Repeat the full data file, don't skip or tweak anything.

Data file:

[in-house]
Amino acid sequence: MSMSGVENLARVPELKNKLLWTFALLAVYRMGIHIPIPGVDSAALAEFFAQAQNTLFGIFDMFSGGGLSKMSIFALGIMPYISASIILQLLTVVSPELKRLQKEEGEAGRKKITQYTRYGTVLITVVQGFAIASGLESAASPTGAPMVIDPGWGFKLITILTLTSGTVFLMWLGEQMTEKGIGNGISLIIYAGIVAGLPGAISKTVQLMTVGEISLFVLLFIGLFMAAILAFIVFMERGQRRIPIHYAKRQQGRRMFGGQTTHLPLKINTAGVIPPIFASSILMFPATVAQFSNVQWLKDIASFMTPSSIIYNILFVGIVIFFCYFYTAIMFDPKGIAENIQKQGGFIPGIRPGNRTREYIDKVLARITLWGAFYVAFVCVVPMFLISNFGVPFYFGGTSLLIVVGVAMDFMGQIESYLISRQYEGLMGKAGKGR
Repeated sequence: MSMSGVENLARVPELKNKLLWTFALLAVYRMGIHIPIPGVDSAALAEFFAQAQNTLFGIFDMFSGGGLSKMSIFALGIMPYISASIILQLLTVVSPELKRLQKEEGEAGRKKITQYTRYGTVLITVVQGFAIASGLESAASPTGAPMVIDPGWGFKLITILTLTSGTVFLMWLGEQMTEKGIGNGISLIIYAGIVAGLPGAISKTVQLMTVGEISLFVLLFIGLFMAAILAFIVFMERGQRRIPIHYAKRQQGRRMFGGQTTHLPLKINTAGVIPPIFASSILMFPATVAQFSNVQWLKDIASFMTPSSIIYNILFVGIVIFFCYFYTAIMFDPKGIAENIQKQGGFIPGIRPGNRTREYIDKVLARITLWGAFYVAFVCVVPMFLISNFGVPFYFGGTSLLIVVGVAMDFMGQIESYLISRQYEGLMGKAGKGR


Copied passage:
[in-house]
Amino acid sequence: MSMSGVENLARVPELKNKLLWTFALLAVYRMGIHIPIPGVDSAALAEFFAQAQNTLFGIFDMFSGGGLSKMSIFALGIMPYISASIILQLLTVVSPELKRLQKEEGEAGRKKITQYTRYGTVLITVVQGFAIASGLESAASPTGAPMVIDPGWGFKLITILTLTSGTVFLMWLGEQMTEKGIGNGISLIIYAGIVAGLPGAISKTVQLMTVGEISLFVLLFIGLFMAAILAFIVFMERGQRRIPIHYAKRQQGRRMFGGQTTHLPLKINTAGVIPPIFASSILMFPATVAQFSNVQWLKDIASFMTPSSIIYNILFVGIVIFFCYFYTAIMFDPKGIAENIQKQGGFIPGIRPGNRTREYIDKVLARITLWGAFYVAFVCVVPMFLISNFGVPFYFGGTSLLIVVGVAMDFMGQIESYLISRQYEGLMGKAGKGR
Repeated sequence: MSMSGVENLARVPELKNKLLWTFALLAVYRMGIHIPIPGVDSAALAEFFAQAQNTLFGIFDMFSGGGLSKMSIFALGIMPYISASIILQLLTVVSPELKRLQKEEGEAGRKKITQYTRYGTVLITVVQGFAIASGLESAASPTGAPMVIDPGWGFKLITILTLTSGTVFLMWLGEQMTEKGIGNGISLIIYAGIVAGLPGAISKTVQLMTVGEISLFVLLFIGLFMAAILAFIVFMERGQRRIPIHYAKRQQGRRMFGGQTTHLPLKINTAGVIPPIFASSILMFPATVAQFSNVQWLKDIASFMTPSSIIYNILFVGIVIFFCYFYTAIMFDPKGIAENIQKQGGFIPGIRPGNRTREYIDKVLARITLWGAFYVAFVCVVPMFLISNFGVPFYFGGTSLLIVVGVAMDFMGQIESYLISRQYEGLMGKAGKGR